But despite the anachronism, I think of John Irving’s menacing Blue Mustang roaming the quiet comfortable streets of Helensburgh. Just a glimpse of something disappearing round a corner. You can’t avoid Fate, but the inevitable is unpredictable, and in the meantime you things can be very comfortable for some.
Everyone sees the Blue Mustang out the corner of their eye, sometime. Coming for my great uncle Percy, who would be born in 1893 and not survive his teenage years. For my great uncle Dr David McKenzie Newton (and father of Bertie’s niece Elizabeth), also a missionary, who also died far from Scotland when treating the sick. (That story appears at length elsewhere). And in my great uncle Jack’s story, for example, there’s a stretch of road at Clayton Hill in Surrey that is lying in wait some four decades into the future. Across and down, a family tree teaches you that there is always something. With a date and a place noted neatly alongside the name.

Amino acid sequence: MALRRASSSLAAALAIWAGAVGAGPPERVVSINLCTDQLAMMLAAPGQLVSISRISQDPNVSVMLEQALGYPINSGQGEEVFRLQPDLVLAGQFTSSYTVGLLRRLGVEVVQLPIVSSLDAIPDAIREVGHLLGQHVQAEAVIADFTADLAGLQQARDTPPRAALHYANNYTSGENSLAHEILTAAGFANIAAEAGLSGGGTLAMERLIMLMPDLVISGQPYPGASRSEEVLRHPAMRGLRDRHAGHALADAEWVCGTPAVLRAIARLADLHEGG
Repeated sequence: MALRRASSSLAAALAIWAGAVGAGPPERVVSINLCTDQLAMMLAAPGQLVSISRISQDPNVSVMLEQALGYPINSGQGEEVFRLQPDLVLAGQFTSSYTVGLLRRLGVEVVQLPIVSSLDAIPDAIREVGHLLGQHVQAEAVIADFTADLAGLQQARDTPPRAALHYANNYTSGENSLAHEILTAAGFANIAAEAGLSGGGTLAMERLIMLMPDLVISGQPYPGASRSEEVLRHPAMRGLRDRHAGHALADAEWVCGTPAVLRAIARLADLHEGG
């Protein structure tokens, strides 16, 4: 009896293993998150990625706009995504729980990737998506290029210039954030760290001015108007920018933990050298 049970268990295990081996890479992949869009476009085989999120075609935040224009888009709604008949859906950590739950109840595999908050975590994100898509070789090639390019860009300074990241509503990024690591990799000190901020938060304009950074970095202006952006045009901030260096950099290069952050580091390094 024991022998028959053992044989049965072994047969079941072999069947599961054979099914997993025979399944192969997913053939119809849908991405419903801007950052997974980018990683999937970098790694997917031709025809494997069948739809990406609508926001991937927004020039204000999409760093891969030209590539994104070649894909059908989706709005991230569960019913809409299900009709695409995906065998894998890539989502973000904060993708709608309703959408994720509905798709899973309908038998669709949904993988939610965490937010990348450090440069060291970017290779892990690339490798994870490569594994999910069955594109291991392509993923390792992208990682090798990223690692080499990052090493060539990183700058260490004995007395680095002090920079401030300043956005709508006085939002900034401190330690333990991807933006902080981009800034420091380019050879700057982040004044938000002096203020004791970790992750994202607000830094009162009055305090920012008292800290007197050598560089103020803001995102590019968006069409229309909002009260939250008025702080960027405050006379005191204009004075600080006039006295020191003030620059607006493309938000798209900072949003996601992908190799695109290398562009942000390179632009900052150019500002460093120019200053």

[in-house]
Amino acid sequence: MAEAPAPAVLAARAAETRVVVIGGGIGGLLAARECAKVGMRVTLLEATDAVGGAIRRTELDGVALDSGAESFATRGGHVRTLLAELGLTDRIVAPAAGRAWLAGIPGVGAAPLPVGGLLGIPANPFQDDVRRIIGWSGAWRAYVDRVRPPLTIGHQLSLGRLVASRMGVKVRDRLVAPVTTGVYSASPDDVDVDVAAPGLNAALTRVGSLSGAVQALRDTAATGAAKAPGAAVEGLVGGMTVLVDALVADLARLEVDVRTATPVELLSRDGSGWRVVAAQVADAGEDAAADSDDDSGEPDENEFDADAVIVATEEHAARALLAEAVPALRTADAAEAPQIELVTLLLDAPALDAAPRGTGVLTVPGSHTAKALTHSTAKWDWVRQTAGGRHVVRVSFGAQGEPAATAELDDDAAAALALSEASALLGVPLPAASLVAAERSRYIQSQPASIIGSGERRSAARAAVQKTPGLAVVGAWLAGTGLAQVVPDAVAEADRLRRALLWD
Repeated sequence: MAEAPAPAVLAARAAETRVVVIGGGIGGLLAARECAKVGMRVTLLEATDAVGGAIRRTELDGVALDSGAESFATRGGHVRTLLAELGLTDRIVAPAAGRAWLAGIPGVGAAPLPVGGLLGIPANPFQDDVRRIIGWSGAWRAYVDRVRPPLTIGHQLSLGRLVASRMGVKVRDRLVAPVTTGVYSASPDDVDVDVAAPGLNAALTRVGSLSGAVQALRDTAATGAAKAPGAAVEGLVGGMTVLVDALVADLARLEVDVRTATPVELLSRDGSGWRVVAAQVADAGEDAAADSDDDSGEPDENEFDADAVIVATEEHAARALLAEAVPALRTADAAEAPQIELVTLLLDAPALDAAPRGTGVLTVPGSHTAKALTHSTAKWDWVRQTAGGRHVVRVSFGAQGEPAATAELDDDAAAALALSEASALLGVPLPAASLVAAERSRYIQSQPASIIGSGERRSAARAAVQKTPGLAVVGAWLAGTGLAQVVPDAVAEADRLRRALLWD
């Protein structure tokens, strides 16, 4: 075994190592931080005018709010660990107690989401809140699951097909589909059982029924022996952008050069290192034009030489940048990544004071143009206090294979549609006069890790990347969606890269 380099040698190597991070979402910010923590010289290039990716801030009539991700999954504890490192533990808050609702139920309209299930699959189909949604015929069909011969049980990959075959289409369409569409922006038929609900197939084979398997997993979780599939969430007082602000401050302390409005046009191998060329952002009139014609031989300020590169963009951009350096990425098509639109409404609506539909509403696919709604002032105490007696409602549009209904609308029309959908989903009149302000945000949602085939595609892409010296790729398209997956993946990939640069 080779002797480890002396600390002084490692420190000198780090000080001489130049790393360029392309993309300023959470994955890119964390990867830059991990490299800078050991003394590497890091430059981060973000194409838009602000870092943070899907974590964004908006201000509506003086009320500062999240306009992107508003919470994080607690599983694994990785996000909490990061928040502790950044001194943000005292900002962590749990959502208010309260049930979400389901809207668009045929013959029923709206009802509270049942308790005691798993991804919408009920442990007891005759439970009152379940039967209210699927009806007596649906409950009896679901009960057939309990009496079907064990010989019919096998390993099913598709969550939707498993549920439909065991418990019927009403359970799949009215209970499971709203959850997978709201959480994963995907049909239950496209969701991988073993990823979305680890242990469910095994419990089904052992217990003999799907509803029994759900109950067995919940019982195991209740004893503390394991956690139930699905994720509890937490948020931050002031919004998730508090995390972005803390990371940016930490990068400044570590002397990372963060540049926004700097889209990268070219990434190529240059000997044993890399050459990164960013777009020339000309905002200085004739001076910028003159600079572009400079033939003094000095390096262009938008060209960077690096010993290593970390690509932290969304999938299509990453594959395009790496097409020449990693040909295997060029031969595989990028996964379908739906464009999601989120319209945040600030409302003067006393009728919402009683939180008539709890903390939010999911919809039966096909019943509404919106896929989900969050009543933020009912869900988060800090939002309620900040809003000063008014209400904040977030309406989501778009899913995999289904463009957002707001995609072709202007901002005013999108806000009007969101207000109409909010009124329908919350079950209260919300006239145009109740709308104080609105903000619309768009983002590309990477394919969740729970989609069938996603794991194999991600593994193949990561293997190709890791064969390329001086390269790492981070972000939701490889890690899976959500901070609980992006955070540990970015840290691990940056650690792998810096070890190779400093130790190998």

Who was my grandmother?
I never met my grandmother, but when starting to prepare this post I knew more about her than her brothers. Well, on paper. I knew when in 1883 she’d been born, and that she died on Boxing Day in 1949, aged 66. I knew too about all her 11 grandchildren, 26 great grandchildren, and 18 to date from the most recent generation. A generation which began in 1998.